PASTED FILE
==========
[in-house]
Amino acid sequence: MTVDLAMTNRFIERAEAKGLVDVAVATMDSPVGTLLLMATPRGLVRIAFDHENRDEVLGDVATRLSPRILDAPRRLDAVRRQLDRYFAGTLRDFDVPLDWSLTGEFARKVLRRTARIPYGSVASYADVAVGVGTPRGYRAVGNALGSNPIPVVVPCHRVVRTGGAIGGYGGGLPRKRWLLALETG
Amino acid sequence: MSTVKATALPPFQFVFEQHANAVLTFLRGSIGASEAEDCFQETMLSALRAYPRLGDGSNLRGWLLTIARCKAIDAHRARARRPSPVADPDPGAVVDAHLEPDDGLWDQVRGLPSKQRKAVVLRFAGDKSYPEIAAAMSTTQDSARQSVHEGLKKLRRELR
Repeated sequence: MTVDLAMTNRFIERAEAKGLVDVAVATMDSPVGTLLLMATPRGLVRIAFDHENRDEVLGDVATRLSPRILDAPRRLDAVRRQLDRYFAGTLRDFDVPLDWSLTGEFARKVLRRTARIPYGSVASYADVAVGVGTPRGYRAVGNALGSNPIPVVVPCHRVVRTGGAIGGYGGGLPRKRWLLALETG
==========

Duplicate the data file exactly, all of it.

[in-house]
Amino acid sequence: MTVDLAMTNRFIERAEAKGLVDVAVATMDSPVGTLLLMATPRGLVRIAFDHENRDEVLGDVATRLSPRILDAPRRLDAVRRQLDRYFAGTLRDFDVPLDWSLTGEFARKVLRRTARIPYGSVASYADVAVGVGTPRGYRAVGNALGSNPIPVVVPCHRVVRTGGAIGGYGGGLPRKRWLLALETG
Amino acid sequence: MSTVKATALPPFQFVFEQHANAVLTFLRGSIGASEAEDCFQETMLSALRAYPRLGDGSNLRGWLLTIARCKAIDAHRARARRPSPVADPDPGAVVDAHLEPDDGLWDQVRGLPSKQRKAVVLRFAGDKSYPEIAAAMSTTQDSARQSVHEGLKKLRRELR
Repeated sequence: MTVDLAMTNRFIERAEAKGLVDVAVATMDSPVGTLLLMATPRGLVRIAFDHENRDEVLGDVATRLSPRILDAPRRLDAVRRQLDRYFAGTLRDFDVPLDWSLTGEFARKVLRRTARIPYGSVASYADVAVGVGTPRGYRAVGNALGSNPIPVVVPCHRVVRTGGAIGGYGGGLPRKRWLLALETG